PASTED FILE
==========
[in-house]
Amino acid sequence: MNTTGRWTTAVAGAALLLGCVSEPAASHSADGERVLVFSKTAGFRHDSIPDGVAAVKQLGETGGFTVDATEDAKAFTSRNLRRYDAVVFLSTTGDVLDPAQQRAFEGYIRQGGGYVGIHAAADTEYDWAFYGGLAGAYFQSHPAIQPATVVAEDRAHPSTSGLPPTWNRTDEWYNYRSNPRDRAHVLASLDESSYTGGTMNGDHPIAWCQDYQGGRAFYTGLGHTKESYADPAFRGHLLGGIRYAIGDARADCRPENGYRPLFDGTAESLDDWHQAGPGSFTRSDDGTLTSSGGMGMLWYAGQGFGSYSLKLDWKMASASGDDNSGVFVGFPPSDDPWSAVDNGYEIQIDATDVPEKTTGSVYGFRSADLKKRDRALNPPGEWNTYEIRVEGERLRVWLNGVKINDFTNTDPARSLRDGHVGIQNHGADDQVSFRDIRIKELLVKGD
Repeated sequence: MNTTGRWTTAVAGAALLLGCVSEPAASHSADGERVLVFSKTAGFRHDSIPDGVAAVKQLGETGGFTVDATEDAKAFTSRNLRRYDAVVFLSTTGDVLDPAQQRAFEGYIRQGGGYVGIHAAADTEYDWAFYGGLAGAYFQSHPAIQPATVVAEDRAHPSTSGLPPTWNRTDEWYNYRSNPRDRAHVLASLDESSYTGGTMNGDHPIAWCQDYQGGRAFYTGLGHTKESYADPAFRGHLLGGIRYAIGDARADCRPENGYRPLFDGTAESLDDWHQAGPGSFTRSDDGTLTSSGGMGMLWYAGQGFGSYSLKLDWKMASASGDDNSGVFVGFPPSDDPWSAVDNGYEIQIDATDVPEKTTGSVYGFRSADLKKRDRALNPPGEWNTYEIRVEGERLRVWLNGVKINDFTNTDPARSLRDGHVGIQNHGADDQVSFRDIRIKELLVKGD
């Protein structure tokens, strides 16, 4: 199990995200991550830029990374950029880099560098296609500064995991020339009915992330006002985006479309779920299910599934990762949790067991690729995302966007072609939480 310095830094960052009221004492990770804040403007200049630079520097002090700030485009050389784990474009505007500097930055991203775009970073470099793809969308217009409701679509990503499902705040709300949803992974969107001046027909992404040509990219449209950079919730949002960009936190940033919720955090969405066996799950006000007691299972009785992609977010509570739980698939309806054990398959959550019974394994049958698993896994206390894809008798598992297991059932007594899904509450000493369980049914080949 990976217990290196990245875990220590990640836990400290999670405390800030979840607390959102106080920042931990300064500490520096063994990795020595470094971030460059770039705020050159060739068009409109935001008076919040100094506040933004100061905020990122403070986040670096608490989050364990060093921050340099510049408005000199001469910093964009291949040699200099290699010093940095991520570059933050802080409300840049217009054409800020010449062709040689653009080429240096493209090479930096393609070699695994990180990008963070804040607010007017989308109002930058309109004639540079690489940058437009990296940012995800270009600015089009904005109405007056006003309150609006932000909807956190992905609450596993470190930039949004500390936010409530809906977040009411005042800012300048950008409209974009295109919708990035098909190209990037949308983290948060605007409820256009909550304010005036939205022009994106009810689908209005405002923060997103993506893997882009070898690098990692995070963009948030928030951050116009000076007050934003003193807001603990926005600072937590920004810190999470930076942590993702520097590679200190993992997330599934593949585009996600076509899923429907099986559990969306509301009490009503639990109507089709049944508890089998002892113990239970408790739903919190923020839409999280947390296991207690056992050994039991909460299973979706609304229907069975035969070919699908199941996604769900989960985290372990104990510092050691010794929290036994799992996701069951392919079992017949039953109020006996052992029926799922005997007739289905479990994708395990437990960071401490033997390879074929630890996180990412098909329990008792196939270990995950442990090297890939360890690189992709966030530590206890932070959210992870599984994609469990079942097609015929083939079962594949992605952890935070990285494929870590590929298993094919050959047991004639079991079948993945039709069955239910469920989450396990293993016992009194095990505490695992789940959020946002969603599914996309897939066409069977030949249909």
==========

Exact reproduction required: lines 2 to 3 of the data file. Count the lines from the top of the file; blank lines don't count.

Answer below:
Amino acid sequence: MNTTGRWTTAVAGAALLLGCVSEPAASHSADGERVLVFSKTAGFRHDSIPDGVAAVKQLGETGGFTVDATEDAKAFTSRNLRRYDAVVFLSTTGDVLDPAQQRAFEGYIRQGGGYVGIHAAADTEYDWAFYGGLAGAYFQSHPAIQPATVVAEDRAHPSTSGLPPTWNRTDEWYNYRSNPRDRAHVLASLDESSYTGGTMNGDHPIAWCQDYQGGRAFYTGLGHTKESYADPAFRGHLLGGIRYAIGDARADCRPENGYRPLFDGTAESLDDWHQAGPGSFTRSDDGTLTSSGGMGMLWYAGQGFGSYSLKLDWKMASASGDDNSGVFVGFPPSDDPWSAVDNGYEIQIDATDVPEKTTGSVYGFRSADLKKRDRALNPPGEWNTYEIRVEGERLRVWLNGVKINDFTNTDPARSLRDGHVGIQNHGADDQVSFRDIRIKELLVKGD
Repeated sequence: MNTTGRWTTAVAGAALLLGCVSEPAASHSADGERVLVFSKTAGFRHDSIPDGVAAVKQLGETGGFTVDATEDAKAFTSRNLRRYDAVVFLSTTGDVLDPAQQRAFEGYIRQGGGYVGIHAAADTEYDWAFYGGLAGAYFQSHPAIQPATVVAEDRAHPSTSGLPPTWNRTDEWYNYRSNPRDRAHVLASLDESSYTGGTMNGDHPIAWCQDYQGGRAFYTGLGHTKESYADPAFRGHLLGGIRYAIGDARADCRPENGYRPLFDGTAESLDDWHQAGPGSFTRSDDGTLTSSGGMGMLWYAGQGFGSYSLKLDWKMASASGDDNSGVFVGFPPSDDPWSAVDNGYEIQIDATDVPEKTTGSVYGFRSADLKKRDRALNPPGEWNTYEIRVEGERLRVWLNGVKINDFTNTDPARSLRDGHVGIQNHGADDQVSFRDIRIKELLVKGD